For example, if you’re using a gradient backdrop or have a gradient on the ground where a shadow fades out, try increasing the contrast in these areas. This could be done by using different colors, but mostly will rely on value (light vs dark). This is further exacerbated by image compression. In the examples below you can see what happens when the JPG is compressed by 50%.
Output a higher bit depth image format
To avoid banding from compression when rendering, we just need to output a different image format that has a higher bit depth. For example, if you render a JPG, you’re getting 8 bits per color channel. Image formats such as TIFF, PSD or EXR all support greater bit depth. PNG (at least in the case of KeyShot) will typically be 8 bits + alpha, so that’s not going to make much of a difference.
Whether you render TIFF, PSD or EXR formats will largely depend on what program the file will have to be read by. If you know you’ll be going to Photoshop to make some edits, then PSD will work fine. TIFF is a bit more universally supported and EXR is the standard format for VFX and compositing.
It’s worth mentioning that 32 bit image formats can only be edited in a limited number of ways in Photoshop since it doesn’t natively work in 32 bit space. However, other programs like Affinity Photo, Fusion, Nuke, After Effects and others will happily work with 32 bit data without having to change the bit depth.
Minimize color correction in post
When color correcting or adjusting curves or doing other tone mapping processes in post production, you are more likely to cause color banding or posterization. Getting the image’s color and values before rendering is ideal, reducing the amount of color correction needed in post production. Additionally, having more bits of depth will give you more latitude when color correcting before artifacts appear.
Dithering is the process of breaking up the posterization by adding noise to the image. The hard lines or bands you see become stippled by offsetting pixel values.
Film grain is not the same as dithering, but they are a bit similar to the human eye. Dithering is often used on still images, but adding some noise as well as film grain to an animation can go a long way in breaking up visible banding.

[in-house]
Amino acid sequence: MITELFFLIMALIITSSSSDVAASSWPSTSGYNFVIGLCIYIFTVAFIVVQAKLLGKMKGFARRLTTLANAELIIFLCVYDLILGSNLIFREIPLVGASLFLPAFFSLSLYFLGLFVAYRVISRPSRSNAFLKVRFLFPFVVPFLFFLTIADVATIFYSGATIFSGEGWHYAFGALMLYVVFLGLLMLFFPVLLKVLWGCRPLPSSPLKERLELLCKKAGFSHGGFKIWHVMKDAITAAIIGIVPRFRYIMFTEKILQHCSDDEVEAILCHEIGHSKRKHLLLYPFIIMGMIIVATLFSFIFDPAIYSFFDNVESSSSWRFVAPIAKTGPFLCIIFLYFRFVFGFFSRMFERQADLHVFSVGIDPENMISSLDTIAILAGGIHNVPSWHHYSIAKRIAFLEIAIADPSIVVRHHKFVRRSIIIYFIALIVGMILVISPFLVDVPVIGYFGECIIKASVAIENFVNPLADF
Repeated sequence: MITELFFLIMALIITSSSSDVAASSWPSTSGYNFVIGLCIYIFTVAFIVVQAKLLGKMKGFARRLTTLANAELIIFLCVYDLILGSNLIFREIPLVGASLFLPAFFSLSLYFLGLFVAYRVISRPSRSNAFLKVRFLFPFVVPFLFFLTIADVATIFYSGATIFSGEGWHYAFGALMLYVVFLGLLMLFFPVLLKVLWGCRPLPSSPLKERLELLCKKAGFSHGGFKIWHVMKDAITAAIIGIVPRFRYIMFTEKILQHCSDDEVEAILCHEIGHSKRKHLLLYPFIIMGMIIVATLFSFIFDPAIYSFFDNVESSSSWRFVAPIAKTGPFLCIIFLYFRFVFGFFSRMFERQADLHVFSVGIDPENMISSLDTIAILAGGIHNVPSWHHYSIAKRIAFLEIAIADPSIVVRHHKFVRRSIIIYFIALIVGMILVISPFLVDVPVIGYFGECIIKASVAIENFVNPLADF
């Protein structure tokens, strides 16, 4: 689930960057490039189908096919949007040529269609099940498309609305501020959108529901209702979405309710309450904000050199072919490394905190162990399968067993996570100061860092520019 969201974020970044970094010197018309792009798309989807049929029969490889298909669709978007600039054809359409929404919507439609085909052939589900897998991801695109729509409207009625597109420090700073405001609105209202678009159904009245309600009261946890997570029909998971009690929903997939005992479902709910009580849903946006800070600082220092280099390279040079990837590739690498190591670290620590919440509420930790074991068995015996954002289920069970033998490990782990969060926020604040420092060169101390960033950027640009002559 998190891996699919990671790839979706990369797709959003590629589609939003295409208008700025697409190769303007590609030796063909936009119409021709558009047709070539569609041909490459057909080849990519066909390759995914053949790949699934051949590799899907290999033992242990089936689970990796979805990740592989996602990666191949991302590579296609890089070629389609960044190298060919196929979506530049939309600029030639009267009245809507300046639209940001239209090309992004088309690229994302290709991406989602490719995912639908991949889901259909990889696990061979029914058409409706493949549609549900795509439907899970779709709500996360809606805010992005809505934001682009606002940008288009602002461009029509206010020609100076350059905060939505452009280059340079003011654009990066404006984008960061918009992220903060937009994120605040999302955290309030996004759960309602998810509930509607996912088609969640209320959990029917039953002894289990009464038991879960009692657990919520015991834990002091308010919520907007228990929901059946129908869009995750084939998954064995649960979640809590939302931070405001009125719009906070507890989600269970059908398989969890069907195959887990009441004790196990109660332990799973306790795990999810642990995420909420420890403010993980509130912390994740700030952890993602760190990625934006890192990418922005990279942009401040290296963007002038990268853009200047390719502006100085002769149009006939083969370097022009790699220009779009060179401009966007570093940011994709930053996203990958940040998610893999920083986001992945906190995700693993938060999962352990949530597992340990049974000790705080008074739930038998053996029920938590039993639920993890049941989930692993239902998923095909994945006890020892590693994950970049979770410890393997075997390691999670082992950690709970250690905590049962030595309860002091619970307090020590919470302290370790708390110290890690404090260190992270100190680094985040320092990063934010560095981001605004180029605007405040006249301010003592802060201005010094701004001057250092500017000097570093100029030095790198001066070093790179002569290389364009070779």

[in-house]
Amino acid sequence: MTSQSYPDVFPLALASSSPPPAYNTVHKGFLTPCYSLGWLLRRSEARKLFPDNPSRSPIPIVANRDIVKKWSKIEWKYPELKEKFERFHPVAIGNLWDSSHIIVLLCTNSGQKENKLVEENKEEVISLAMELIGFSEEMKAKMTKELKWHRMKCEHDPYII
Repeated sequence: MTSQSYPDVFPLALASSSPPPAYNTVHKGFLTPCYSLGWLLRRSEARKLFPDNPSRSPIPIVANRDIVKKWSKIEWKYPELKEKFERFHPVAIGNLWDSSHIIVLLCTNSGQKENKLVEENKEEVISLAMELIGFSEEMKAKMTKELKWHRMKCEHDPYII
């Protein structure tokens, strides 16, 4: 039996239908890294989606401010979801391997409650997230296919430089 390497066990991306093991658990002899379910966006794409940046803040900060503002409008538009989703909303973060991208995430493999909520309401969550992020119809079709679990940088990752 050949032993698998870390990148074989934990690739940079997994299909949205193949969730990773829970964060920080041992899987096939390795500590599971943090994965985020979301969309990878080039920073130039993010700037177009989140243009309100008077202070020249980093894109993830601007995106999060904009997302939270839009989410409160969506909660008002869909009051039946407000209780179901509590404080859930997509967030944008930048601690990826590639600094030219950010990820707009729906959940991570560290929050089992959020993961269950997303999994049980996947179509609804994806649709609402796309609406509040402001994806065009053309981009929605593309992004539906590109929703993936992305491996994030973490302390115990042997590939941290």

Avoid compressing the final deliverable as much as possible
If you are delivering an image or animation to a client, it’s your job to deliver them the highest quality possible. This results in massive file formats that aren’t always ideal for embedding on a website or uploading to social media.
However, it’s your client’s job to take your high-quality deliverable and encode or compress it to meet their needs depending on where they plan to use it. When compressing an image or video file there is no way to avoid visual degradation. Even the companies with the most resources have to live with this fact. Don’t believe me? Watch this Apple commercial below. Even Apple has to deal with the ugly posterization and banding happening in any shots with dark gradients.
Use a fancy high bit depth monitor?
Now, onto the second cause of banding–your monitor. You can go out and spend thousands of dollars on a high bit-depth monitor. This will be able to display more color depth than your basic consumer-grade monitor. Will it help reduce the amount of visual banding you see? Probably.
Remember that most of the world is using cheap monitors and they will see that banding even if you don’t. So, it’s honestly not worth using a fancy monitor to reduce the banding you see. It’s better to use a monitor that matches what most people will see and try to make your work look the best it can on that monitor.
So, is it even worth trying to address color banding?
In short, there’s not a ton you can do to control if color banding happens in your work. I still think it’s useful knowing the causes of banding. This might help you avoid running into the issue.
The only times in which color banding or dithering can be largely addressed is when the final delivery will be displayed on a device capable of showing a higher color depth than a typical consumer-grade monitor.
For example, in cinema, there are specific file formats and color spaces used by theater projectors. The environment and projector is controlled and the projector is capable of playing very large file formats in real-time. Filmmakers can deliver a file for theaters that is less compressed than a typical video file. The rest of us are limited to following my recommendations above for reducing or avoiding color banding all together.
I hope this cleared up some questions and helps to explain why you see these ugly artifacts. Rest assured, they’re not as big of a deal as you think. Plus, most people will never notice them. It’s just us designers and artists who pay attention to such details who have to become better at ignoring them.
Finally, I want to mention that I write this content as an average user for other average users. There are always more technically accurate explanations and levels of depth to the articles I write. If that’s your jam, then please, do your own research. And if I got anything blatantly wrong, please forgive me and send me an email pointing out my errors.